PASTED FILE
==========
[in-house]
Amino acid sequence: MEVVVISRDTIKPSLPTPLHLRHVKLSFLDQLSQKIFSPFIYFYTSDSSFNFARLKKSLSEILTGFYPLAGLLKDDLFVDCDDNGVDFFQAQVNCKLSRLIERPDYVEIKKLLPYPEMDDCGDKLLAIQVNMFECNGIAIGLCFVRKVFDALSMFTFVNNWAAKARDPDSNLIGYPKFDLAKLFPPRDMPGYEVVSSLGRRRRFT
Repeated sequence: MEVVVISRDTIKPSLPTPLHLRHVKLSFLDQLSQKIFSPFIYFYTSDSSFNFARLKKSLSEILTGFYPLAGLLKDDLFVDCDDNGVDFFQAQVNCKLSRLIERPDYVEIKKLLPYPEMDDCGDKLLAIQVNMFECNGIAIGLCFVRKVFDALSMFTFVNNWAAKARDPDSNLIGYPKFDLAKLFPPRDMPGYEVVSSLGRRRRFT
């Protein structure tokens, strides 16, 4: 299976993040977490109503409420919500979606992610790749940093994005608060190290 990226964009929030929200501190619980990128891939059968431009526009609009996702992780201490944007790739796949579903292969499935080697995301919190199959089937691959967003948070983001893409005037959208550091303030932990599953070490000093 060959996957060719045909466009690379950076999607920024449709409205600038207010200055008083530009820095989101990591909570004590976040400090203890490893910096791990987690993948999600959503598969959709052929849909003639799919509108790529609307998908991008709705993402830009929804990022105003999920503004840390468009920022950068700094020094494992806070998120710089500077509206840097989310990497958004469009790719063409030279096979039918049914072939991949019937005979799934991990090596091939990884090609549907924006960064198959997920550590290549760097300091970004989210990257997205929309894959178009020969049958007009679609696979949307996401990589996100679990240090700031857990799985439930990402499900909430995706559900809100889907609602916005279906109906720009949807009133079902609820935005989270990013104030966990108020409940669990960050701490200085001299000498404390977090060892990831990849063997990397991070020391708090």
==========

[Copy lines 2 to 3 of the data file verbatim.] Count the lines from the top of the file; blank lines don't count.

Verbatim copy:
Amino acid sequence: MEVVVISRDTIKPSLPTPLHLRHVKLSFLDQLSQKIFSPFIYFYTSDSSFNFARLKKSLSEILTGFYPLAGLLKDDLFVDCDDNGVDFFQAQVNCKLSRLIERPDYVEIKKLLPYPEMDDCGDKLLAIQVNMFECNGIAIGLCFVRKVFDALSMFTFVNNWAAKARDPDSNLIGYPKFDLAKLFPPRDMPGYEVVSSLGRRRRFT
Repeated sequence: MEVVVISRDTIKPSLPTPLHLRHVKLSFLDQLSQKIFSPFIYFYTSDSSFNFARLKKSLSEILTGFYPLAGLLKDDLFVDCDDNGVDFFQAQVNCKLSRLIERPDYVEIKKLLPYPEMDDCGDKLLAIQVNMFECNGIAIGLCFVRKVFDALSMFTFVNNWAAKARDPDSNLIGYPKFDLAKLFPPRDMPGYEVVSSLGRRRRFT